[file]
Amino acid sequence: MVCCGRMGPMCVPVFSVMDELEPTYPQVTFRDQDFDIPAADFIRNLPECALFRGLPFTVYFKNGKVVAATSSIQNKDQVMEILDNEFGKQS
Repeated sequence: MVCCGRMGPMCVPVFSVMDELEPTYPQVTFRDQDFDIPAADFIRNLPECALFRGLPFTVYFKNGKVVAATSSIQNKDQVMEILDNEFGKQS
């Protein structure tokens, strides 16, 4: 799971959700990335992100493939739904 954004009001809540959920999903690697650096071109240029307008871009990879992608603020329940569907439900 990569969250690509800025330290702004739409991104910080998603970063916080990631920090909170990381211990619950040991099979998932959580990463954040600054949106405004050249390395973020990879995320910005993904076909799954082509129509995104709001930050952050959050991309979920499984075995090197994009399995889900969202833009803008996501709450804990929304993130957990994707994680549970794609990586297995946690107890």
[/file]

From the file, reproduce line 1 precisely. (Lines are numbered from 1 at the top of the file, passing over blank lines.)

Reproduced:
Amino acid sequence: MVCCGRMGPMCVPVFSVMDELEPTYPQVTFRDQDFDIPAADFIRNLPECALFRGLPFTVYFKNGKVVAATSSIQNKDQVMEILDNEFGKQS